Eastern professors use NASA grant to research antimicrobial resistance

Matthew Graham and Barbara Murdoch discuss their research goals of finding new antibiotics

Written by Jolene Potter

WILLIMANTIC, CT (02/27/2018) Matthew Graham, a biology professor at Eastern Connecticut State University, is currently one of three university professors across Connecticut with a research grant from the NASA Connecticut Space Grant Consortium (CTSGC). Working closely with fellow biology professor Barbara Murdoch, their team is conducting a research project titled “Knock, Knock, Who’s There? A Diversity Discovery Mission of Unculturable Bacteria in Scorpions.”

Graham holds a California Dune Scorpion (with its stinger removed), a subject of his research with Murdoch

Graham and Murdoch are testing bacteria naturally found in the abdomens of scorpions for their ability to produce new kinds of antibiotics. Their focus on finding new antibiotics is due to the rising threat of antimicrobial resistance, which is the ability of a microbe–such as a virus, bacterium or fungus–to be resistant to antibiotic drugs that had previously been useful in treating them.

Declared a “fundamental global threat to human life, food production, economic development and security” by the United Nations, there is an urgent need to discover new antibiotics that combat dangerous microbes that have developed resistance. “Each year, 25,000 Americans die because our current antibiotics cannot kill their infections,” said Murdoch. “Bacterial infections are a growing concern in space, too. As most antibiotics used today were isolated from bacteria, the discovery of new antibiotics requires the discovery of new bacteria.”

Graham and Murdoch hope to identify new bacteria from scorpions. One may wonder how studying bacteria in scorpions could facilitate the pursuit of new antibiotics. Interestingly, scorpions are an ancient lineage that have evolved alongside microbes and potential pathogens for several hundred million years. Murdoch points out that there is a possibility that scorpions have formed symbiotic relationships with bacteria that produce antibiotics to protect the scorpions. In a symbiotic relationship, two species live together. Many organisms are involved in symbiotic relationships, because this interaction provides benefits to both species.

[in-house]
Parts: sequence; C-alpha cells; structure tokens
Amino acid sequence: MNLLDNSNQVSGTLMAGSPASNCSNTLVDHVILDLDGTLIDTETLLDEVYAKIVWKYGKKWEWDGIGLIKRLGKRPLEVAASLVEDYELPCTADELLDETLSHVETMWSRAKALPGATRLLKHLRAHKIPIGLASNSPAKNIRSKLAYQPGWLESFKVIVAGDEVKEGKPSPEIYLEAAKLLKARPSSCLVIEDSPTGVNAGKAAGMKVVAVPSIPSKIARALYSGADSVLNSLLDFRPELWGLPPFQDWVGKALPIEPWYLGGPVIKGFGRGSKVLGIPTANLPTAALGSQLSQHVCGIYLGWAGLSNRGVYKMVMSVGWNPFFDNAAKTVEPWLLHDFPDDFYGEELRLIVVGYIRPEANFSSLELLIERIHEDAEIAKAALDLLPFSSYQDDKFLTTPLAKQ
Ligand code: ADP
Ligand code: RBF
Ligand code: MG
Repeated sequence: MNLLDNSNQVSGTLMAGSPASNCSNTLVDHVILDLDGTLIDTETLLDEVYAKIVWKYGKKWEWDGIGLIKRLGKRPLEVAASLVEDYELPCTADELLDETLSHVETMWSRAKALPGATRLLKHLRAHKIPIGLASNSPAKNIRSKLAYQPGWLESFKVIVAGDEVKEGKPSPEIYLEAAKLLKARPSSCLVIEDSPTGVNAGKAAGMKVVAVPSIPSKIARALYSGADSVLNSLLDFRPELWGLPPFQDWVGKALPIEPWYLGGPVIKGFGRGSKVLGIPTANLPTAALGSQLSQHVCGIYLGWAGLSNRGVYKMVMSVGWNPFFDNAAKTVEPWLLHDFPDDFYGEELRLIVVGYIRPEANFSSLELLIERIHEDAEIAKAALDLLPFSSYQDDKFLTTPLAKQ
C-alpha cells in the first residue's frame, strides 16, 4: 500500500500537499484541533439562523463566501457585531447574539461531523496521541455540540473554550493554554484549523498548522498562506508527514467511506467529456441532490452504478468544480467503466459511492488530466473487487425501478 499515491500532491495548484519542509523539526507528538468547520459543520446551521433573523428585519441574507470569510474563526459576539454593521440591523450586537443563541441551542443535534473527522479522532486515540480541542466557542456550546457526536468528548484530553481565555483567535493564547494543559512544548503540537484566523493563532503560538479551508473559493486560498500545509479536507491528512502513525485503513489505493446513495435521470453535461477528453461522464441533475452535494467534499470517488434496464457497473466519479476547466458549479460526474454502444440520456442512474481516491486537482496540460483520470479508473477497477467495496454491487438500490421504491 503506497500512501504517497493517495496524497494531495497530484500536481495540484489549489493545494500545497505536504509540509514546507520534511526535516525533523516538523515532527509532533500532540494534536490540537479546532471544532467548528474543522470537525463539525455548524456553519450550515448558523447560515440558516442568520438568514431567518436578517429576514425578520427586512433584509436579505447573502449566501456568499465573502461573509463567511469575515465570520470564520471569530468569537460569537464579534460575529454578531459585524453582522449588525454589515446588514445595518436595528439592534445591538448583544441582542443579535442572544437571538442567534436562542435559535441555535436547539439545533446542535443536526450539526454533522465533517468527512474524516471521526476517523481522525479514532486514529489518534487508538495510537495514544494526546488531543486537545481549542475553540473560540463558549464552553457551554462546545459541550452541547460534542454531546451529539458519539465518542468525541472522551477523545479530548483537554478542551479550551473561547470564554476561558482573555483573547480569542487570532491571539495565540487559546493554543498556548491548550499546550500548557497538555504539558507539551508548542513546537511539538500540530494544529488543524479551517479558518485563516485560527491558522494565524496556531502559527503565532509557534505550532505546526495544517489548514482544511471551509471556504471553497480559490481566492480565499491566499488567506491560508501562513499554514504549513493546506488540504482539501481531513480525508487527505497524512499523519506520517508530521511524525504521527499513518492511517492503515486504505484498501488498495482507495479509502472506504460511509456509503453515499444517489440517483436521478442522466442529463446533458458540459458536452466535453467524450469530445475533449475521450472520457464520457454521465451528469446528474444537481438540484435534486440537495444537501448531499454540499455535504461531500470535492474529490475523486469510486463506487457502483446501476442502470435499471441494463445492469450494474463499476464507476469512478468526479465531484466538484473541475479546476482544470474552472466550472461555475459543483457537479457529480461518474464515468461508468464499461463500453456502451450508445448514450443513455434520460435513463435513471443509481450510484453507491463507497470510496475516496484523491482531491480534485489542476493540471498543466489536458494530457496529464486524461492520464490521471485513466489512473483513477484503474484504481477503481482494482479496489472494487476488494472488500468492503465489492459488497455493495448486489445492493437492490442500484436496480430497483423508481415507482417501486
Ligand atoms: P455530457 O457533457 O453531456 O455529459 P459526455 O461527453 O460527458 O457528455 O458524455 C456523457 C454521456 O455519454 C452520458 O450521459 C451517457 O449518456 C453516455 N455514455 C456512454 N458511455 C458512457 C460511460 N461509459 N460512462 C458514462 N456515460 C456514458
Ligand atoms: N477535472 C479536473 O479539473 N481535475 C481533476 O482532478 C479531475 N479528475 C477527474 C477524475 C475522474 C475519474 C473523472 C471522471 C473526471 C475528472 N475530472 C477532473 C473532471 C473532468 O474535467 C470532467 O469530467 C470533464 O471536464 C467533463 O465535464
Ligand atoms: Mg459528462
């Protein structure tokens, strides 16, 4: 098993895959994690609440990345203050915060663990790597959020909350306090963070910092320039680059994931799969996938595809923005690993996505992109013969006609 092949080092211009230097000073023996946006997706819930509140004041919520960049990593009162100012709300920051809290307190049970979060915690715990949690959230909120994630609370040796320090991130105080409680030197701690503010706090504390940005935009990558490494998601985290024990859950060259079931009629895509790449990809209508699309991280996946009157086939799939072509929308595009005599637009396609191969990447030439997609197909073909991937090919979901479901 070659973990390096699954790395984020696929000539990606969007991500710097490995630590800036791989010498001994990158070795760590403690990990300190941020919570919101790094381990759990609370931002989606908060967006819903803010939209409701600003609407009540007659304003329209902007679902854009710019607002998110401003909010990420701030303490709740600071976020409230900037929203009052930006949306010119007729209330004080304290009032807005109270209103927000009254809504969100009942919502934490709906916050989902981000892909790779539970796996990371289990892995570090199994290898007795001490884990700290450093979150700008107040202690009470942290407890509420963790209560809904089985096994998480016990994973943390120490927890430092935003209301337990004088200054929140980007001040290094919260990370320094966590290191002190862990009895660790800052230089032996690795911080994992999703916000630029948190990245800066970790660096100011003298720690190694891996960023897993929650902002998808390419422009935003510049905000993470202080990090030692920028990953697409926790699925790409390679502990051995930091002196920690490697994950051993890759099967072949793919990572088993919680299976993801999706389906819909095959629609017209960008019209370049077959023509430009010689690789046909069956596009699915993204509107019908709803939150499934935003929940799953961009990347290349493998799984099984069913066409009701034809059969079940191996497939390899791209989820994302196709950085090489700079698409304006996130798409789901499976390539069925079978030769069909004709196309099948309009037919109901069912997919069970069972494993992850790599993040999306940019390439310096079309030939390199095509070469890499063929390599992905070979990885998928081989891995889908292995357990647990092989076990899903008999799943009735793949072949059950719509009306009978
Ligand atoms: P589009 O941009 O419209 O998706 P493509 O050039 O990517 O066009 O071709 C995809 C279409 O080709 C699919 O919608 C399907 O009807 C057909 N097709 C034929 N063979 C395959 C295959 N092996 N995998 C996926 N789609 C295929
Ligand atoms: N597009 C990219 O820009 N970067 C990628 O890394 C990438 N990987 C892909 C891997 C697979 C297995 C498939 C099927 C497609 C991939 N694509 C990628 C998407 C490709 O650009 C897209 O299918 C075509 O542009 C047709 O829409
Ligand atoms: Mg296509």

Eastern Professor Barbara Murdoch demonstrates how tester bacteria will not grow near bacteria with antibiotic components

The suite of microorganisms that live in and on scorpions is largely unknown, and surprisingly understudied, explained Graham. With a series of sophisticated molecular techniques performed by Eastern students, Graham and Murdoch hope their research will enhance the skill set and future opportunities for their students, and reveal “the collection of bacteria found in two different scorpion species, at a level of unprecedented detail,” said Graham.

“There is only a small portion of DNA we are interested in, and we use these molecular techniques to isolate and create millions of copies of this DNA to determine which bacterial species are present,” said Murdoch. The bacterial DNA is then sent to Harvard University for the final steps in the DNA sequencing process, where each individual letter forming the sequence is revealed. The resulting sequences determine what species are present, as “individual sequences of DNA are like the name tags, or barcodes, for each bacterial species.”

Graham and Murdoch then examine prior research literature to determine if the bacteria found in scorpions have been known to cause human illness or produce antibiotics. The research has implications for treating antimicrobial resistance on earth and in space.

Antimicrobial resistance contributes to NASA’s overarching goal of human space exploration because under microgravity conditions, bacteria are able to grow and evolve more quickly than they do under Earth’s gravitational conditions. Therefore, the development of new antibiotics that pathogens have not yet become resistant to is crucial to long-term manned space flight.

“The discovery of new antibiotics would benefit the medical community and space exploration,” writes the CTSGC, “seeing as antibiotic resistance increases under microgravity and human immune systems weaken during missions.”